Of course, the flip side of this is that you're going to have way, WAY more footage than anyone should ever be forced to watch. Keep in mind that the more footage you take, the more editing will be required. Some videographers truly enjoy the editing process, but those who don't often learn to be better "in-camera editors," only hitting the record button once they've got their shot all lined up and ready to go.
Get a Variety of Shots
When it's time to edit your video together later, you'll want to have a variety of shots to choose from. In particular, you want to try to get wide (establishing), medium, and close up shots of your subject whenever possible.
Try shooting your subjects from different angles, with different lighting. Take your time and give yourself lots of options for later.
Don't forget the shots that will help glue the story together: divers gearing up or entering and exiting the water, wide angle shots showing the overall appearance of the dive site, empty shots of blue water or diver bubbles that can be useful while running credits, etc.
Get familiar with your camera's white balance functions. If you're shooting macro with lights, you can probably just leave it on 'auto.' But if you're using ambient light, even with a red filter, manual white balance is going to be your friend.
Manual white balance normally entails pointing the camera at something white (or close to white) and hitting a button, or an annoying series of buttons. Sand usually works, though in some locations the sand has too much red or yellow in it to make a good white card. Dive slates can work, but may need to be held at a bit of a distance and slanted so they aren't glaringly reflective. If all else fails, point straight up towards the sun (or make your buddy wear white fins).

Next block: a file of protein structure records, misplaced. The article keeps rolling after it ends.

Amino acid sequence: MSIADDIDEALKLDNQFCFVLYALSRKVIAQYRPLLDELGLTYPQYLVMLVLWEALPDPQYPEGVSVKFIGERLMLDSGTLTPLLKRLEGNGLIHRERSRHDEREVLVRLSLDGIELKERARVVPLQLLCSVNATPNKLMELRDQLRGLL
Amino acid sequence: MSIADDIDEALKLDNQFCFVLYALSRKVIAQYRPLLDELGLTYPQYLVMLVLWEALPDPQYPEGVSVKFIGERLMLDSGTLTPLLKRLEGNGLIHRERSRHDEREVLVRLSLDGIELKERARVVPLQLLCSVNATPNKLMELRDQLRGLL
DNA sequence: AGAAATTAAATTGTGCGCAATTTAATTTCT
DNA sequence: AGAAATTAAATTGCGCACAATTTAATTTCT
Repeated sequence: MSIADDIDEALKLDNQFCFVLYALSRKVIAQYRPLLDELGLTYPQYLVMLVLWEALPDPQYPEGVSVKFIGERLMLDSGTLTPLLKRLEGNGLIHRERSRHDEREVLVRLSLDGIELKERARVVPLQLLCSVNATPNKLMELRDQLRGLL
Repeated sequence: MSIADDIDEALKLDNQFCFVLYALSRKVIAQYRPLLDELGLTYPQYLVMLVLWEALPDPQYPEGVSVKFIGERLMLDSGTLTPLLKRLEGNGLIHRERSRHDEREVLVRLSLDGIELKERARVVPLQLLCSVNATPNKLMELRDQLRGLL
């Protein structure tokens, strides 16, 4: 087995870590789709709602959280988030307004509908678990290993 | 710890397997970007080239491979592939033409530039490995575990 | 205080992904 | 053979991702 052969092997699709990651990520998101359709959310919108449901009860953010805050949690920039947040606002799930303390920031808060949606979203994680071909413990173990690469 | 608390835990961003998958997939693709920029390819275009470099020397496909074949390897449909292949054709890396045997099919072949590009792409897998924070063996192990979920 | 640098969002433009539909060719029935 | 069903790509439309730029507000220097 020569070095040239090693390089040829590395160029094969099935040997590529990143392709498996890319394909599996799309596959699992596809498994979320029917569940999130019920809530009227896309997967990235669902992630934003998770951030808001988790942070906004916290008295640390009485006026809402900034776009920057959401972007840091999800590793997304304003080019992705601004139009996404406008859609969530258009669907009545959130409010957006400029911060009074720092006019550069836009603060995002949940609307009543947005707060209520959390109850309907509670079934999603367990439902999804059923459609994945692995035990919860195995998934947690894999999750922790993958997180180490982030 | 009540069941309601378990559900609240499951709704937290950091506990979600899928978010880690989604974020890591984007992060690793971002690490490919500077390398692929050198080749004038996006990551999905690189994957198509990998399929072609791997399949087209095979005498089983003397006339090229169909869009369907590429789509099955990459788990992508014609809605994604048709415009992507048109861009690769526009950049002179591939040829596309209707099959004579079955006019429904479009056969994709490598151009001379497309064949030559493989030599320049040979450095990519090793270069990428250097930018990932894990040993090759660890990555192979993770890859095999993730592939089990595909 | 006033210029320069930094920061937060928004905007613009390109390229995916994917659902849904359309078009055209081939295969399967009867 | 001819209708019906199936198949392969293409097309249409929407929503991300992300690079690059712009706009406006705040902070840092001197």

It's often tempting to stop fiddling with white balance and just "fix it in post." But trust me: fixing it in the camera will look much better!
Ambient light and red filter; manual white balance.
Know When to Use Lights and Filters
Here are my rules of thumb - with the caveat that your mileage may vary based on your camera's performance in different lighting situations:
Wide-angle, 45' or shallower: Use a red filter and ambient light. Manual white balance whenever you change depth or the lighting changes.
Wide-angle, deeper than 45': if shooting something close, turn on your lights (extended above and to the sides of the housing to cut down on backscatter) and remove the red filter. If you're trying to shoot something larger than the area illuminated by your lights, you may just have to settle for having extremely blue footage. Putting the red filter on may help you white balance, but at depth it also cuts out way too much light and leads to grainy footage.
Macro: lights on, no red filter. Experiment with different light locations. I usually put one light right next to the lens aiming directly at the critter, and use the other light to backfill some of the shadows from the side or above.
Check Your Footage
Those tiny little screens on video cameras help you figure out where to aim, and hopefully tip you off if you're terribly out of focus or badly white-balanced. But to really get a good look at your footage, you need to look at it on a big screen.
Often I've taken what I thought was great footage - only to play it back on my HDTV at home and discover there's a bit of dust on the inside of the lens that mucked up the autofocus. If you're traveling and go days without really looking at your footage, you can miss things that ruin days of footage, so it's worth it to take the time and make sure you're getting the results you want at full resolution!